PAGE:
The King’s Head, Beverley – Restaurant Review
The King’s Head, Beverley
by Roger Crow
“You ate all your steak. That’s rare,” says my partner Rachel, oblivious to the puntastic set up. “It’s actually medium to well done,” I reply, emphasis on the ‘well done’. And not in a cremated way.
We’re at The King’s Head, Beverley on one of those idyllic Sunday lunchtimes usually reserved for Richard Curtis movies. ‘The season of mists and mellow fruitfulness’ is upon us, as Keats once wrote in his classic ‘Ode to Autumn’. There’s no mist but it’s not long before my fruitfulness is feeling very mellow thanks to the ambience.
The 17th-century Grade II listed coaching inn has more history than a box set of Time Team, so little wonder it’s popular. It’s been a couple of years since I last pottered around town, when the market looked like it was half way through a Grand Designs build. We’ve passed The King’s Head a few times in the past but never felt the urge to cross the threshold, probably because of former roadworks detracting from its appeal. It now looks out onto a superb market square.
A revamp to the establishment itself a couple of years ago has ensured locals and visitors keep coming back for more. I can see why. After a warm welcome, we’re shown to our window seats where the sun is streaming in. The place is beautifully decorated, and it’s a pleasure to watch the world go by from our vantage point.
Of course Beverley has been a magnet for moneyed types for centuries, and has produced its fair share of stars, including Poldark’s luminous Eleanor Tomlinson, who grew up here, and film director Ken Annakin. He made a string of fine movies before passing away in the area allegedly inspired by his birthplace, Beverly Hills. (Nice place Hollywood, but they can’t make a decent cuppa to save their lives).
Back to a more affordable reality, and The King’s Head menu offers plenty of goodies. There’s the obligatory Sunday roast, which is tempting at a reasonable £10.95, but I can have that in my local, a bit like the assorted burgers. Okay, I’m sure their versions are terrific, but will have to wait for another day.
“Work of art”
We’ve travelled 21 miles for the experience, so want something special. I opt for the 28 day aged 8oz fillet steak. It’s one of those dishes that can be a culinary minefield and a gamble at £22.95. Memories of an aching jaw from previous steaks elsewhere had left me swerving it as a choice. But our waiter Caradoc does a great job of selling it, so I take the plunge.
Rachel and I share his homemade nachos for starters, and expect standard chips and dips at £7.95, but these are something else. Tasty, well cooked tortilla triangles deep fried but not greasy. They’re so moreish with sour cream, salsa and Monterey Jack cheese, I have to stop myself from devouring the lot.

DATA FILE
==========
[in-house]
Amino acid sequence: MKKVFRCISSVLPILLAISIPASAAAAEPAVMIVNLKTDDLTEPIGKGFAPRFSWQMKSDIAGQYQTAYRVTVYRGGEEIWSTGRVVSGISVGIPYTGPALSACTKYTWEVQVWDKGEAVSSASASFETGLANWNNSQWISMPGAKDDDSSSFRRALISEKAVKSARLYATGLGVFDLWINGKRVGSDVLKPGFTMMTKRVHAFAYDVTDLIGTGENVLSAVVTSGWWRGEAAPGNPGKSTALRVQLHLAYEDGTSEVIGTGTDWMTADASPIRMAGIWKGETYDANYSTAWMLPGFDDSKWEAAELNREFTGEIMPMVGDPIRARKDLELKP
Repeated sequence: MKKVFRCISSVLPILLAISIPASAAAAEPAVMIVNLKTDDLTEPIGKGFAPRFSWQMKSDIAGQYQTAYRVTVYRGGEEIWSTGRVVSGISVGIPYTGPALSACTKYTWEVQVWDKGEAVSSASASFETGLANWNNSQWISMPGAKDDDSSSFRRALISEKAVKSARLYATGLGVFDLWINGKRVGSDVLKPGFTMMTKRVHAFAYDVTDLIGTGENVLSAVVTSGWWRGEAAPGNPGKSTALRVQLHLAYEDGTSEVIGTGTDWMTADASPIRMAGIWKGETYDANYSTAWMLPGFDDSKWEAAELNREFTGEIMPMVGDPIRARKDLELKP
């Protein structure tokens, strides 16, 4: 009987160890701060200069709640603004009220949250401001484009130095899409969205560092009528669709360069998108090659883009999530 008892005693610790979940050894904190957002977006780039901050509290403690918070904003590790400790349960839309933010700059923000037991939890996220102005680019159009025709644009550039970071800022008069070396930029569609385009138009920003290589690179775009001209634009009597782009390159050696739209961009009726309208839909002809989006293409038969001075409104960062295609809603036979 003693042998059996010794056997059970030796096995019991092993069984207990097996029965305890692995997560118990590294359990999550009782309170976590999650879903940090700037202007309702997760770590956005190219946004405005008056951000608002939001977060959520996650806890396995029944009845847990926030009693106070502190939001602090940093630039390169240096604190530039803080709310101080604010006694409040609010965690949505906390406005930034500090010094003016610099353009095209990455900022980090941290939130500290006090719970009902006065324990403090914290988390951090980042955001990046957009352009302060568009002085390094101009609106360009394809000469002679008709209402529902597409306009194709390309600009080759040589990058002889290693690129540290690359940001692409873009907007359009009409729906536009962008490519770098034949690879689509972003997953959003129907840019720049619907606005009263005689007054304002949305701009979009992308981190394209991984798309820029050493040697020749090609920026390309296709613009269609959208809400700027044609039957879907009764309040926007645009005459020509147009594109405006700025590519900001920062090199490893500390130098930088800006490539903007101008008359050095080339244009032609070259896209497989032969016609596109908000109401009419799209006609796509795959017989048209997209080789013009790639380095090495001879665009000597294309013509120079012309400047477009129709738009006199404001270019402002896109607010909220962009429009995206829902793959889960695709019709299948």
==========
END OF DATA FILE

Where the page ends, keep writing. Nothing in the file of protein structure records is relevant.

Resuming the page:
We don’t have long to wait for the mains. The steak itself is a work of art and worth every penny. It’s perfectly cooked with a great peppercorn sauce, delicious chips and a side of onion rings with sesame seed batter which raise the dish to another level. I usually avoid tomatoes (one of my least favourite things in its original form), but these are sweet and delicious.
Rachel’s Marmite-glazed leek mac and cheese (£7.95) is also a triumph and perfectly cooked. The pasta is delightfully al dente and the Italian hard cheese, parsley, brown butter breadcrumbs and garlic baguette complement one another beautifully.
A great aspect of our stay at The King’s Head is the staff, especially Kora, Shelley-Ann and the aforementioned Caradoc. Unlike some restaurants where employees seem to go through the motions, our waiting team are outstanding. Chatty, well informed, amiable and efficient. Some eateries can be spoiled with hovering waiting staff, but this is one of those places where none outstay their welcome.
Great food is obviously essential for any eatery’s success, but likeable employees make the difference between a good dining experience and one you talk about for months to come.
We round things off with a shared sundae – a glass filled with cream, ice cream, waffle and popcorn generously slathered in sauce. Together with cappuccinos, it’s a perfect epilogue to a fabulous culinary story.
I can’t guarantee sunshine if/when you go, but judging by the great atmosphere from other punters, I know the amazing food and welcome service wasn’t just for us. For a couple of hours we felt like royalty.
My well worn acid test for any review: would I return as a paying customer? In a heartbeat… or at least once I’ve let this feast settle.
The King’s Head, 37-38 Saturday Market Place, Beverley, East Yorks, HU17 9AH
Mon-Thurs 9am – 11pm
Friday 9am – 1am
Saturday 10am – 1am
Sunday 11am – 11pm